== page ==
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Dead in Bed | Part 5: Don’t Catch the Plague
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My mom wouldn't stop knitting.

When I came in through the door, she said, "So you've decided to grace us with your presence."

She refused to look up from the scarf she was making for Haley. It had grown by an arm's length in the days I'd been gone.

All I'd wanted was come home to my parents' house, spend a semi-normal evening with my family, maybe have one of my mom's home-cooked meals, then actually sleep in a bed. I really needed some sanity after everything I'd been through. And considering that I was going to try to seduce and drug Jason Gibbs tomorrow, I was hoping to get some rest so I could prepare.

But apparently Shawn and the rest of Jason's squad had told my family that I was wanted for hiding infected refugees. They all thought that I'd been gone because I was keeping Morgan hidden from the Home Guard. I thought about telling them what had actually happened, but how could I? I didn't think anyone would really believe that I'd been buried alive and locked in a stripped-down U-Haul for the better part of a week.

"I don't see why you don't just tell them where Morgan is," my mom scolded.

I hadn't realized that she was in such deep denial about everything that was happening.

"They know what's best for her," she went on, fiercely knitting at the kitchen counter while she lectured me. "They're keeping us all safe. I don't know why you have to go and disrupt all of that. They're all such nice boys. And Shawn! You should be so proud of him! This has been so good for him. You need to be more grateful. We're all just so lucky that the good guys are on our side, watching out for us."

We'd missed dinner. Ian was having a beer with Bryce on the porch, and I'd told them that I'd make up some sandwiches. My dad was washing the dishes. As I opened the fridge, he dried his hands and put an arm around me.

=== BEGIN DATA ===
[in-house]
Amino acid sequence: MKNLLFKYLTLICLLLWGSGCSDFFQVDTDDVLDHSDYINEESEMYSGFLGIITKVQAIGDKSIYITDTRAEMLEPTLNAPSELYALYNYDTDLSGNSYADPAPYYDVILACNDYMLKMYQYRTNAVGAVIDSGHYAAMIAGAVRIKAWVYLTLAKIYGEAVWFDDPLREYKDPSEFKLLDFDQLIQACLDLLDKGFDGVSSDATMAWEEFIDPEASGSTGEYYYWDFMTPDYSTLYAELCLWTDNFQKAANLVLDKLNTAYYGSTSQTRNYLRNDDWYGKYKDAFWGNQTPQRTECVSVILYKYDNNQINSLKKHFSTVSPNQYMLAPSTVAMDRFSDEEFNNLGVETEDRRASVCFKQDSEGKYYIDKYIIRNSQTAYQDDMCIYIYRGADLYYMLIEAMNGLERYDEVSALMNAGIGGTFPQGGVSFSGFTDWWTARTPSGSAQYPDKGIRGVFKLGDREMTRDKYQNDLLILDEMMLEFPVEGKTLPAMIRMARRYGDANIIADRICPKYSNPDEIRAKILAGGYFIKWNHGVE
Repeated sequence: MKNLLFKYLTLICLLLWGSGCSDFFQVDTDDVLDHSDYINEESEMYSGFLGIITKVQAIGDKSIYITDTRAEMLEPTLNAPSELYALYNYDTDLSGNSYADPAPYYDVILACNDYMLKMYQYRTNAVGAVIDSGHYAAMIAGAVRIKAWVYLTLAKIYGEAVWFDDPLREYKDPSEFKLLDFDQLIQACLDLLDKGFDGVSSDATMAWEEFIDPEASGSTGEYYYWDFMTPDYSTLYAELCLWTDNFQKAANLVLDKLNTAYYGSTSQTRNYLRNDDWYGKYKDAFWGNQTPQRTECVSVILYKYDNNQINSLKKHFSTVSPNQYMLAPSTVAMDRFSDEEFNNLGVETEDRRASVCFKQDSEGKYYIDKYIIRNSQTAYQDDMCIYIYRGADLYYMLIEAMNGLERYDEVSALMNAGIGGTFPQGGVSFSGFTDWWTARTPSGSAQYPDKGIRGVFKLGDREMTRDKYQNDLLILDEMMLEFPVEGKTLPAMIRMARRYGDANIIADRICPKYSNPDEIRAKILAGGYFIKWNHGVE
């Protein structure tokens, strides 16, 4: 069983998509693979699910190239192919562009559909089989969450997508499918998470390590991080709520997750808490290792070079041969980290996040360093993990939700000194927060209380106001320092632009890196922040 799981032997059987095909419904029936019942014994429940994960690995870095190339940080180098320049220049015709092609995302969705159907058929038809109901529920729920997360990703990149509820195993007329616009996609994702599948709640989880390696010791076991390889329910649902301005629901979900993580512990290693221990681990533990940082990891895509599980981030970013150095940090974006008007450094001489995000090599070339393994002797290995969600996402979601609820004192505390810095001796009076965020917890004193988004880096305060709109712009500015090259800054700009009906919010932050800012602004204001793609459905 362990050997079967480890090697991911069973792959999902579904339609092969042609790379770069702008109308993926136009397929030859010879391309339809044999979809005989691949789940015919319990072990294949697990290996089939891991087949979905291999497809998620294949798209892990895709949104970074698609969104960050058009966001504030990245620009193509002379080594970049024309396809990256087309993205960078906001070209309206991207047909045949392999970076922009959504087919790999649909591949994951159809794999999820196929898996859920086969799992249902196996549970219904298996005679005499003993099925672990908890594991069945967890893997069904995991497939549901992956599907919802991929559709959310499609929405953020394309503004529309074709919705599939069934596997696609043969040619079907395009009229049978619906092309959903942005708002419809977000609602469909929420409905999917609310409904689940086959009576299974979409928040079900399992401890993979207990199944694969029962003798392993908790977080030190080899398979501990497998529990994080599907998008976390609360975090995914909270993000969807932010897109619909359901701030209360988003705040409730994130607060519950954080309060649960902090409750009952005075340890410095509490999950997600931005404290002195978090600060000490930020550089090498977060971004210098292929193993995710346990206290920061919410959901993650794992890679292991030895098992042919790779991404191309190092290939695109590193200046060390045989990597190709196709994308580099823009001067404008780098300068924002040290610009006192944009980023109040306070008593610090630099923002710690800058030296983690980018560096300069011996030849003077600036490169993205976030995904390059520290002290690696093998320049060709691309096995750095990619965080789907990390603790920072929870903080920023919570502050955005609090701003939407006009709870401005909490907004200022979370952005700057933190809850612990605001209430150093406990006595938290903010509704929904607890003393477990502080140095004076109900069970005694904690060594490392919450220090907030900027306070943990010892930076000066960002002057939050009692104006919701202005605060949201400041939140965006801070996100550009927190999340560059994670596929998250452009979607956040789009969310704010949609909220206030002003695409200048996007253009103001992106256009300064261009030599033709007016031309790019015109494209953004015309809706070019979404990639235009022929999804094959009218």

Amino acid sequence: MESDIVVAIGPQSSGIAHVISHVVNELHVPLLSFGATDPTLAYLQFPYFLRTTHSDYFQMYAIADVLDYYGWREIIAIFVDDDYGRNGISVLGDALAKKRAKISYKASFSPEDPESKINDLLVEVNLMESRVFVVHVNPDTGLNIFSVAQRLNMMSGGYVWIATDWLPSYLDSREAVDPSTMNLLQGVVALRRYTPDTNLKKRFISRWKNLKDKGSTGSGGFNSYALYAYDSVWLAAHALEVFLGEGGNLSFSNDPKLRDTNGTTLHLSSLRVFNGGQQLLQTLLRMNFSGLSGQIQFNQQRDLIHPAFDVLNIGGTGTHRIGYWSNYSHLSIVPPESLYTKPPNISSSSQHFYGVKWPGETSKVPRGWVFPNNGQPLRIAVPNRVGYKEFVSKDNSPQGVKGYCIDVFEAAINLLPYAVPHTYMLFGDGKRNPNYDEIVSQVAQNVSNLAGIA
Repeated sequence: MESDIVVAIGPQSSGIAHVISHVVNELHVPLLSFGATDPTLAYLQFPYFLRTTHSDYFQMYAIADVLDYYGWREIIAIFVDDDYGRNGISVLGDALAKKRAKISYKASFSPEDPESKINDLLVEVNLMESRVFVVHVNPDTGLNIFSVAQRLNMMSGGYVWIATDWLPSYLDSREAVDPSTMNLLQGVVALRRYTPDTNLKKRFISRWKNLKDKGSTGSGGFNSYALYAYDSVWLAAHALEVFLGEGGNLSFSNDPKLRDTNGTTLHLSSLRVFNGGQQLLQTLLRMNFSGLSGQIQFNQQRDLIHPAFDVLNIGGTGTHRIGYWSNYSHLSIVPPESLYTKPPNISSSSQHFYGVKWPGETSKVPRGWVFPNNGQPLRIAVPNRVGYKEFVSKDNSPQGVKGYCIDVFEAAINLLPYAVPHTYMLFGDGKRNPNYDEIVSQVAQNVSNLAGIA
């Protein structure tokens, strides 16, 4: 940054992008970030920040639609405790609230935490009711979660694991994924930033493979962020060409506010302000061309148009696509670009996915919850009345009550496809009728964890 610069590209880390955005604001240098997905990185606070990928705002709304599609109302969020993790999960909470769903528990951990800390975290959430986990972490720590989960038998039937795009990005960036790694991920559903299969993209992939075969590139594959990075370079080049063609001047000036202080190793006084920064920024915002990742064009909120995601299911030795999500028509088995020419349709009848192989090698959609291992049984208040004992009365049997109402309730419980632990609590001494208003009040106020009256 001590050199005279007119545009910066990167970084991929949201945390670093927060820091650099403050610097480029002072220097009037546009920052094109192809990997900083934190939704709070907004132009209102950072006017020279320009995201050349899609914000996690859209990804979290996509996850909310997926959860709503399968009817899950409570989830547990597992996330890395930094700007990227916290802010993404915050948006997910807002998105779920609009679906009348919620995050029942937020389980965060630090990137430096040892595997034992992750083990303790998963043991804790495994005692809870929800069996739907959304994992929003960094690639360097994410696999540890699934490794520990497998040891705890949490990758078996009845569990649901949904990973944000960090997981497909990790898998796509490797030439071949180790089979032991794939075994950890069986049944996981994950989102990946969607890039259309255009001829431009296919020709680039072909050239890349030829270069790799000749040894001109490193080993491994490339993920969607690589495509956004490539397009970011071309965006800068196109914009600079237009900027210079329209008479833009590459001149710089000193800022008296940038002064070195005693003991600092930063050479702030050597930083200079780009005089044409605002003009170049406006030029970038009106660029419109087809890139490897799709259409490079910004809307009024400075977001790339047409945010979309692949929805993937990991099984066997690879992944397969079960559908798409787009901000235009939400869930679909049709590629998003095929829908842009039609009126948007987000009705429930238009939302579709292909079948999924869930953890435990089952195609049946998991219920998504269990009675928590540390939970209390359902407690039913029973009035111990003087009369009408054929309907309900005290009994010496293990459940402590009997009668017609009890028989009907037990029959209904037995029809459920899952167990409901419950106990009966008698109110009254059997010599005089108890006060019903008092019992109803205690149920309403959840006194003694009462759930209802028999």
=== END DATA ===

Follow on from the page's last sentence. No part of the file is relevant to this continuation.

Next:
"It's good to see you," he said, softly so my mom wouldn't hear him. "I was worried. I'm glad you're home."

At the dining table, Danielle was playing cards with Tyler and Haley. My sister hadn't said a word to me since I'd arrived at the house. When I went to grab the bread knife from the table, she scowled. She stood up, placing herself between me and her children, then she whispered fiercely into my ear.

"I know you know where that little bitch is," she hissed. "She's probably the one who brought that disease in from outside. You need to tell Ian where she is. No more fucking around."

I hadn't realized how much Ian wasn't telling Danielle. She didn't have a clue about what was going on. He obviously didn't trust her to keep the granary a secret. And judging by how my sister was acting now, he was absolutely right not to trust her. She wasn't ever the most easy-going of the two of us, but I'd never seen her behave this way. The stress was really getting to her, I could tell. Suddenly, it seemed, she hated me.

"Play with us, Aunt Ashley!" Haley peeked around her mother and looked at me expectantly.

Even after all I'd been through, I felt really bad having to say no to my niece yet again.

"Next time," I told her, mussing her hair. "I've got some important things to take care of. And we have a guest," I said, nodding in the direction of the porch.

Tyler couldn't have heard what his mother whispered into my ear, but he looked at both of us apprehensively. He was still in that awkward stage; he was probably going to be good looking when he got out of adolescence, but his nose had suddenly gotten to big for his face, and his forehead was ringed with acne from wearing his football helmet. Poor kid. He just wanted life to be normal, to play football, and to meet girls his age. He'd been helping Haley fan out the cards in her hand, and I could tell right away that he was terrified at everything that was happening, even though he was putting on a good face and trying to help his little sister through it. I think he just wanted everyone to stick together and make it out alive.

"Let's just leave Aunt Ashley alone for a little while," he said, avoiding Danielle's gaze. "She's probably starving."

It was true. I was famished. Other than the military rations that the Home Guard had delivered to the house, my parents seemed only to have an endless supply of roast beef and white bread. While I made a sandwich each for Ian, Bryce, and myself, I ate at least another sandwich's worth of the meat with my fingers. I still had a strange, insatiable craving for a hamburger and a milkshake, but instead I poured a big glass of milk and gulped it down. I hadn't craved milk like this since I was a kid, but I couldn't get enough of it. I poured a second glass.